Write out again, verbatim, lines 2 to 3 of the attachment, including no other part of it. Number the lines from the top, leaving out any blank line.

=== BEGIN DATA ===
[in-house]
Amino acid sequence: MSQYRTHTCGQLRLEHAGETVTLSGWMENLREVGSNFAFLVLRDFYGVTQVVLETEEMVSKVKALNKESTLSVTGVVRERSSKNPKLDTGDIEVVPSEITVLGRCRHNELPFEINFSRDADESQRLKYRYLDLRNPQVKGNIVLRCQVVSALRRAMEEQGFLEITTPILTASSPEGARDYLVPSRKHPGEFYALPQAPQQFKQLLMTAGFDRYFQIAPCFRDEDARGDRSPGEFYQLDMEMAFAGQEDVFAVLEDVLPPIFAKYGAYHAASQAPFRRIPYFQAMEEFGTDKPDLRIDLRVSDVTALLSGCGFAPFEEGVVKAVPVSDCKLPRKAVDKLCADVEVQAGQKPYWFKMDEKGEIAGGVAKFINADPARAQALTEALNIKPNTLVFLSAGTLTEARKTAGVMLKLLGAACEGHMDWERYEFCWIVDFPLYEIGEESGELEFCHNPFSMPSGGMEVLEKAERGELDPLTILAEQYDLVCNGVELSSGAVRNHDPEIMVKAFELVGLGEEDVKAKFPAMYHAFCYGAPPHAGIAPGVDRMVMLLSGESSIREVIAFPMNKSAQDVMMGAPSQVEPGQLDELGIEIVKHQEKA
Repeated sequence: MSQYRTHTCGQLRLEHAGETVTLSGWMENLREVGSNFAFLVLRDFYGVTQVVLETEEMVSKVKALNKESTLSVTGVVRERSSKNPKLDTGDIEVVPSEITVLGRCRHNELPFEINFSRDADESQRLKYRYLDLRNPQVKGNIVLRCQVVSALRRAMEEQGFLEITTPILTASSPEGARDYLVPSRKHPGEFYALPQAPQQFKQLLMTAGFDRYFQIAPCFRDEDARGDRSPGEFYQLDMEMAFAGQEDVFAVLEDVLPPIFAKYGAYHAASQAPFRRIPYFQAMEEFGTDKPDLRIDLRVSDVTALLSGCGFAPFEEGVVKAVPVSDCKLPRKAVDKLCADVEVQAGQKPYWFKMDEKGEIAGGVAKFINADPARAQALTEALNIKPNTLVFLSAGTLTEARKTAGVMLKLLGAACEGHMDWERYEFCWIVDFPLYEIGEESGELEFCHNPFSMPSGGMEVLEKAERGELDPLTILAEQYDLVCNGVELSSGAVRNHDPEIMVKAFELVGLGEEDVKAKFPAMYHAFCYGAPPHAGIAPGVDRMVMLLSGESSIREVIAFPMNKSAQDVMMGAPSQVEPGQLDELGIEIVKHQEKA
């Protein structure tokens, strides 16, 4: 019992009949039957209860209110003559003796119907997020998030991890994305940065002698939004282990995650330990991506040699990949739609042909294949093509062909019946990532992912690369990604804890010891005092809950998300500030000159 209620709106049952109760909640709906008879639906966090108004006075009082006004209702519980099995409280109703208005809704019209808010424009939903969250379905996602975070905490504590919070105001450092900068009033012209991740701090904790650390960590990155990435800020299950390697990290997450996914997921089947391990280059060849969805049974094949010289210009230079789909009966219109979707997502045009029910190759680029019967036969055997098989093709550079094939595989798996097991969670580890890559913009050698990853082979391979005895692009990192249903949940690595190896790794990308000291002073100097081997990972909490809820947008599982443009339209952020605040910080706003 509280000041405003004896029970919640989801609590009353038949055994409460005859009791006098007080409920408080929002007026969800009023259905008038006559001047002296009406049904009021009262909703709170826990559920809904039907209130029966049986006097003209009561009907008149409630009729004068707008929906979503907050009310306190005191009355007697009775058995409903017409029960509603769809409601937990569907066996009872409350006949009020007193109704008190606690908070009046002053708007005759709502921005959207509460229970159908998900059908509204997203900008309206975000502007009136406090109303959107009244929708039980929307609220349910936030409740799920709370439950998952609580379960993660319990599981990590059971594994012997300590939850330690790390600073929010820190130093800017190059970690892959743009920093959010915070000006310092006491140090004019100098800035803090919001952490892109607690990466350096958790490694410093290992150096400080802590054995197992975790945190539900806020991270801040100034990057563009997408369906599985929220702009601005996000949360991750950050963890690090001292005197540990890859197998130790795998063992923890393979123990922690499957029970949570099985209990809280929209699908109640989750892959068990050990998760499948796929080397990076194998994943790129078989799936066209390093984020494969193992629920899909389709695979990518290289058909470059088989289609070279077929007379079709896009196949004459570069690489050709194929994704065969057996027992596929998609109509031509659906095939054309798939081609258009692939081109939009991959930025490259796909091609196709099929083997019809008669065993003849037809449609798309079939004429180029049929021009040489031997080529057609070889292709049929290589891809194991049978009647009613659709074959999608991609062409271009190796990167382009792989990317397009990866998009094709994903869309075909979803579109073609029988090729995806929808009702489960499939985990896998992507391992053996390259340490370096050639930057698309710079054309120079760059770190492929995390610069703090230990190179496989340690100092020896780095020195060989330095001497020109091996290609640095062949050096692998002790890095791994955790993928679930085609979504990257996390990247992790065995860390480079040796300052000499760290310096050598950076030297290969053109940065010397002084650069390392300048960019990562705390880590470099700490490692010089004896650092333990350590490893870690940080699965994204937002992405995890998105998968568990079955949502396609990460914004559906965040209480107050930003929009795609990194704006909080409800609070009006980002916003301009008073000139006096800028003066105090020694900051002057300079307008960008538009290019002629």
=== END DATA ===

Amino acid sequence: MSQYRTHTCGQLRLEHAGETVTLSGWMENLREVGSNFAFLVLRDFYGVTQVVLETEEMVSKVKALNKESTLSVTGVVRERSSKNPKLDTGDIEVVPSEITVLGRCRHNELPFEINFSRDADESQRLKYRYLDLRNPQVKGNIVLRCQVVSALRRAMEEQGFLEITTPILTASSPEGARDYLVPSRKHPGEFYALPQAPQQFKQLLMTAGFDRYFQIAPCFRDEDARGDRSPGEFYQLDMEMAFAGQEDVFAVLEDVLPPIFAKYGAYHAASQAPFRRIPYFQAMEEFGTDKPDLRIDLRVSDVTALLSGCGFAPFEEGVVKAVPVSDCKLPRKAVDKLCADVEVQAGQKPYWFKMDEKGEIAGGVAKFINADPARAQALTEALNIKPNTLVFLSAGTLTEARKTAGVMLKLLGAACEGHMDWERYEFCWIVDFPLYEIGEESGELEFCHNPFSMPSGGMEVLEKAERGELDPLTILAEQYDLVCNGVELSSGAVRNHDPEIMVKAFELVGLGEEDVKAKFPAMYHAFCYGAPPHAGIAPGVDRMVMLLSGESSIREVIAFPMNKSAQDVMMGAPSQVEPGQLDELGIEIVKHQEKA
Repeated sequence: MSQYRTHTCGQLRLEHAGETVTLSGWMENLREVGSNFAFLVLRDFYGVTQVVLETEEMVSKVKALNKESTLSVTGVVRERSSKNPKLDTGDIEVVPSEITVLGRCRHNELPFEINFSRDADESQRLKYRYLDLRNPQVKGNIVLRCQVVSALRRAMEEQGFLEITTPILTASSPEGARDYLVPSRKHPGEFYALPQAPQQFKQLLMTAGFDRYFQIAPCFRDEDARGDRSPGEFYQLDMEMAFAGQEDVFAVLEDVLPPIFAKYGAYHAASQAPFRRIPYFQAMEEFGTDKPDLRIDLRVSDVTALLSGCGFAPFEEGVVKAVPVSDCKLPRKAVDKLCADVEVQAGQKPYWFKMDEKGEIAGGVAKFINADPARAQALTEALNIKPNTLVFLSAGTLTEARKTAGVMLKLLGAACEGHMDWERYEFCWIVDFPLYEIGEESGELEFCHNPFSMPSGGMEVLEKAERGELDPLTILAEQYDLVCNGVELSSGAVRNHDPEIMVKAFELVGLGEEDVKAKFPAMYHAFCYGAPPHAGIAPGVDRMVMLLSGESSIREVIAFPMNKSAQDVMMGAPSQVEPGQLDELGIEIVKHQEKA